A local business group asked the national government and local government units to check the entry and operation of small foreign retailers in the Philippines to make sure these establishments comply with the law.
Philippine Retailers Association chairman Paul Santos said foreign or migrant retailers were unaccounted for and were unfairly competing with local retailers and other legitimate establishments.
“The government should ensure they comply and meet the requirements of the law because these businesses are stifling Filipino entrepreneurs who cannot compete against their well-established supply chain where they can source cheaper supplies,” Santos said at the sidelines of the 26th National Retail Conference and Stores Asia Expo 2019.
“We want DTI [Department of Trade and Industry] and the LGUs to impose the law because the small and medium retailing is reserved for Filipinos,” he said.
The current scenario and the industry’s huge base only allows slight growth for domestic retailing that has been performing with an annual growth of only 2 percent to 4 percent.
Santos said that while some foreign retailers might have secured the required permits from the LGUs, their operations were different from what they declared on paper.
He said the LGUs might be turning a blind eye because these businesses were contributing to the earnings of the LGUs.
Santos said only establishments that conspicuously violated the rules on sanitation, signages, among others were shut down by the LGUs, although most small foreign retailers were violating the Retail Trade Liberalization Act of 2000.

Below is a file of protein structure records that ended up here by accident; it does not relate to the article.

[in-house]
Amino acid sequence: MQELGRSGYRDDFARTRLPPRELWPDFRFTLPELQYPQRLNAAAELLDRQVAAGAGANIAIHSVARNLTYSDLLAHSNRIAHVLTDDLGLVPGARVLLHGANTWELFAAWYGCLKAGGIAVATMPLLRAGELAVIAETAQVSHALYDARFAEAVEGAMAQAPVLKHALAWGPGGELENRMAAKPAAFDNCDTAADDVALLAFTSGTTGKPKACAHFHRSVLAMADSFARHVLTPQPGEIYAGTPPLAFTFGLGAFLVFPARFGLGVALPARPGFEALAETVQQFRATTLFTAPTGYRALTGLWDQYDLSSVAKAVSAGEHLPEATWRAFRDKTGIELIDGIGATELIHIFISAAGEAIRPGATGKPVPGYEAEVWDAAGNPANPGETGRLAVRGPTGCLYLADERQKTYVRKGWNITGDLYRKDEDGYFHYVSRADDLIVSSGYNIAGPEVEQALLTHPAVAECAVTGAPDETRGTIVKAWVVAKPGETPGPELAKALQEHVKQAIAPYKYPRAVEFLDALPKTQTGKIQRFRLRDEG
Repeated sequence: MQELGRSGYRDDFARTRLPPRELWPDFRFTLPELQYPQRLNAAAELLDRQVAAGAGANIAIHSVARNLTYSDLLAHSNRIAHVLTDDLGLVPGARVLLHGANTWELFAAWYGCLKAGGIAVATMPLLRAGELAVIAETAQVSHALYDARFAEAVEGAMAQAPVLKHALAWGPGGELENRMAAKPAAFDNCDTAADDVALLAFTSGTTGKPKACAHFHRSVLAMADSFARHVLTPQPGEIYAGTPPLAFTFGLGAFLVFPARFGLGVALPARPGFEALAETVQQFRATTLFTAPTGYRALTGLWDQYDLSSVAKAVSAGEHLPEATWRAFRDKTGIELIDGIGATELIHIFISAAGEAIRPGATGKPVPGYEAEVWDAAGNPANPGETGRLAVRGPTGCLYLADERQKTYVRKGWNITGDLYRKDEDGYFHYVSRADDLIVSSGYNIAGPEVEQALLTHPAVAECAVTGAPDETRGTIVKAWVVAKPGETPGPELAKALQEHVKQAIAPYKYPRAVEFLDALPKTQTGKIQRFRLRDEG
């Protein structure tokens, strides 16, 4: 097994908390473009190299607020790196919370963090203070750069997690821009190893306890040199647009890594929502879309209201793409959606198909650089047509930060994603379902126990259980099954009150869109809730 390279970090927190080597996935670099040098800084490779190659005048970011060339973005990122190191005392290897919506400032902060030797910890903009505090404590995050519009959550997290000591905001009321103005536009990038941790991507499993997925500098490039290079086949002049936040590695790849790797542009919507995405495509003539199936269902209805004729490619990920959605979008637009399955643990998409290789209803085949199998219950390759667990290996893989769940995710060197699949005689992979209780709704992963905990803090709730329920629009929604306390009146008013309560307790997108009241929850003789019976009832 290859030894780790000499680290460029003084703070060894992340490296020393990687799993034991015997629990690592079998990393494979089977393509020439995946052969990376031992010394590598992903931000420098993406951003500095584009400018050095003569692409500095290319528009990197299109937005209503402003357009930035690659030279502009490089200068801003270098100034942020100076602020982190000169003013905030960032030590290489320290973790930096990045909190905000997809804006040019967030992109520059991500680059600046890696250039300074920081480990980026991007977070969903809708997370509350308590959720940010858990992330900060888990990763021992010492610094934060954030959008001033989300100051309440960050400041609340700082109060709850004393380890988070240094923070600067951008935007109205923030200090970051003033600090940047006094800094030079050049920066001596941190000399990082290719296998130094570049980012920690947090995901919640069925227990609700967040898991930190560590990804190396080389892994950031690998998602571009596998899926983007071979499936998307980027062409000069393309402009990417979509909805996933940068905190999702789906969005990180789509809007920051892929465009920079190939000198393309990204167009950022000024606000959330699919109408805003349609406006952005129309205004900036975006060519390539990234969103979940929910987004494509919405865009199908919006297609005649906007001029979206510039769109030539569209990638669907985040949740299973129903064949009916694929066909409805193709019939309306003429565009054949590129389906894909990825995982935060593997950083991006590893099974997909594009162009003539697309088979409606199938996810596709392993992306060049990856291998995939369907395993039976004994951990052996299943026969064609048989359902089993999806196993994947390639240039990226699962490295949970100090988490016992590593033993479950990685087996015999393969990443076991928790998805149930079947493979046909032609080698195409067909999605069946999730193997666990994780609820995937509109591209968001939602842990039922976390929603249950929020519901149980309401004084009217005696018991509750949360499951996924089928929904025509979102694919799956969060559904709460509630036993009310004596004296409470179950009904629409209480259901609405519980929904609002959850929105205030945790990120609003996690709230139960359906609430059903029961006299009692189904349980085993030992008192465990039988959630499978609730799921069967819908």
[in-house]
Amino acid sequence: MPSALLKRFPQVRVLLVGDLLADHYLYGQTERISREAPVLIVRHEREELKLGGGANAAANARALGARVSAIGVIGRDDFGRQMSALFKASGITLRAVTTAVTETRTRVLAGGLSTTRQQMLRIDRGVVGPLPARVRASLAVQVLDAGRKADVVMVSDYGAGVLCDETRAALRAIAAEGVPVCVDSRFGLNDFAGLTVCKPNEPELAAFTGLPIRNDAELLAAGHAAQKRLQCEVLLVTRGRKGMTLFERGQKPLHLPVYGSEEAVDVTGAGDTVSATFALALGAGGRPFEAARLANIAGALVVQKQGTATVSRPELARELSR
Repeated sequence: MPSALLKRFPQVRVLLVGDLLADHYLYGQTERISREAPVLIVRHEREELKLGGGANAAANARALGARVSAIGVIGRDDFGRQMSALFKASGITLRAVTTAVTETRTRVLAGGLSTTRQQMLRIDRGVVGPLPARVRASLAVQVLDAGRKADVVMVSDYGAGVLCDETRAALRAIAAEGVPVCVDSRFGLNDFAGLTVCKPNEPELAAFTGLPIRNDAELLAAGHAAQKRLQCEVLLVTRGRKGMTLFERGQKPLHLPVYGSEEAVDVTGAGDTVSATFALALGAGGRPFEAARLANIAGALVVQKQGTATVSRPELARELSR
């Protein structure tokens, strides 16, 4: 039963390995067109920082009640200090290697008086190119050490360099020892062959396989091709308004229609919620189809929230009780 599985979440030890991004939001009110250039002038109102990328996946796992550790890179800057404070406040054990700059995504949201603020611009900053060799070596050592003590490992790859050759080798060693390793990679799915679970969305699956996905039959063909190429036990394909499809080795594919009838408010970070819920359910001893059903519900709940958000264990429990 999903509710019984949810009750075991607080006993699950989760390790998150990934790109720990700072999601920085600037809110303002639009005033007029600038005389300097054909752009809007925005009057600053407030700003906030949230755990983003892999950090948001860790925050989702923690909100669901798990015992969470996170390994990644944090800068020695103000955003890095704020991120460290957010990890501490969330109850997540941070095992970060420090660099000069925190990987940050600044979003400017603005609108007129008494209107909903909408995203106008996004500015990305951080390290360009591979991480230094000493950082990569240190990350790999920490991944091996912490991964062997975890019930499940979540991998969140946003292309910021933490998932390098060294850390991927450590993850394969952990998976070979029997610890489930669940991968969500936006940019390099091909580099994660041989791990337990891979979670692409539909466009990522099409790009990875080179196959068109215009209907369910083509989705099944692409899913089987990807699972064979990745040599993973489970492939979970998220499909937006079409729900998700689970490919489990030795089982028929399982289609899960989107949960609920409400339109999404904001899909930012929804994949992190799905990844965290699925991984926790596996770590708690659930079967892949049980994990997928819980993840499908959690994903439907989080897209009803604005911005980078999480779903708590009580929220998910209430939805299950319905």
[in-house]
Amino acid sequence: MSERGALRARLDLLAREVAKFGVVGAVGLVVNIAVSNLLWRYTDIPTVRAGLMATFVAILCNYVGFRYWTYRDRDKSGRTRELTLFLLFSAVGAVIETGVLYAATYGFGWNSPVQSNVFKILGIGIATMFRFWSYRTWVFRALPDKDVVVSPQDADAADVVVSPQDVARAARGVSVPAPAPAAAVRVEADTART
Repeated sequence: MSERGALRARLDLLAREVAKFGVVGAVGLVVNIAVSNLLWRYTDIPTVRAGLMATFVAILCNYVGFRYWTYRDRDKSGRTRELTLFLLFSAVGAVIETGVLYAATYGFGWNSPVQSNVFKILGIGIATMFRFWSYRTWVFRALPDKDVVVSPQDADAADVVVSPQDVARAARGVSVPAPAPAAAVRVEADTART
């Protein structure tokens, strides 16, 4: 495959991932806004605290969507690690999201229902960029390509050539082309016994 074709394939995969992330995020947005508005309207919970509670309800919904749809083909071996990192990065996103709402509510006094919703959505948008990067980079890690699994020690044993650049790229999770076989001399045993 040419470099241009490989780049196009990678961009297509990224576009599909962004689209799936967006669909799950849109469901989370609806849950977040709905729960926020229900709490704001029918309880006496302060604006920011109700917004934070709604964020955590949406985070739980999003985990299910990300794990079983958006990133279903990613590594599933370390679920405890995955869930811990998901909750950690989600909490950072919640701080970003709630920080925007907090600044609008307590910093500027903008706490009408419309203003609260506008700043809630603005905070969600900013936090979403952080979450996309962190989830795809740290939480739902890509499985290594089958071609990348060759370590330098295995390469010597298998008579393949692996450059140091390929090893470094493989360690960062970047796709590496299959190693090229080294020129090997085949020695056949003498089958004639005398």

He said there was an influx of foreign SME retailers even if the government had not yet liberalized domestic retailing by amending the Retail Trade Liberalization Act.
A proposed bill seeks to reduce the minimum paid-up capital requirement of foreign firms engaging in retail trade to $200,000 from $2.5 million at present.
Santos said he was anticipating the re-filing of the proposed measure which was passed by the House of Representatives but was thumbed down by the Senate in the previous Congress.
The bill aims to attract more foreign direct investments into the country.
Santos said that while the further liberalization of the industry would not hurt the big retailers, it would adversely impact on the small and medium ones.
He said while small retailers were entering the Philippines, only a few big foreign retailers were investing in the country.
Santos said these big foreign retailers opposed the required investment per store of $800,000, the 30-percent local content and the IPO requirement after 7 to 8 years of operation in the country.